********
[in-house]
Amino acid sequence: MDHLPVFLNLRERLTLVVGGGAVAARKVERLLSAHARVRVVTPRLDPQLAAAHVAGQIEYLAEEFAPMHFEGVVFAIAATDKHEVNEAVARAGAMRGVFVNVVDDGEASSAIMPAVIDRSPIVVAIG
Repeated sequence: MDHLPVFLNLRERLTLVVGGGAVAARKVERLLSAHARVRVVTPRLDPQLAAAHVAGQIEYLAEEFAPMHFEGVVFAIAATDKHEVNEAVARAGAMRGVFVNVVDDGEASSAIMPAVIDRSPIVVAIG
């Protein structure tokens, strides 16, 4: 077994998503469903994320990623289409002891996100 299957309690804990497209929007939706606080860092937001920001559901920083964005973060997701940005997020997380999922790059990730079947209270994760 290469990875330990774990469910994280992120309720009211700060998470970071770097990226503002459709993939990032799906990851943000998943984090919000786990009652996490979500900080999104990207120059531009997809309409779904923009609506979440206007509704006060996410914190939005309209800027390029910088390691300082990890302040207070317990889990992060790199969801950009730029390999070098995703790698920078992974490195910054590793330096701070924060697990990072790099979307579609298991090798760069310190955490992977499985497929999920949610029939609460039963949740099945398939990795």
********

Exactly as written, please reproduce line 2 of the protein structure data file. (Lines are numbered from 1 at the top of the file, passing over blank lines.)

Amino acid sequence: MDHLPVFLNLRERLTLVVGGGAVAARKVERLLSAHARVRVVTPRLDPQLAAAHVAGQIEYLAEEFAPMHFEGVVFAIAATDKHEVNEAVARAGAMRGVFVNVVDDGEASSAIMPAVIDRSPIVVAIG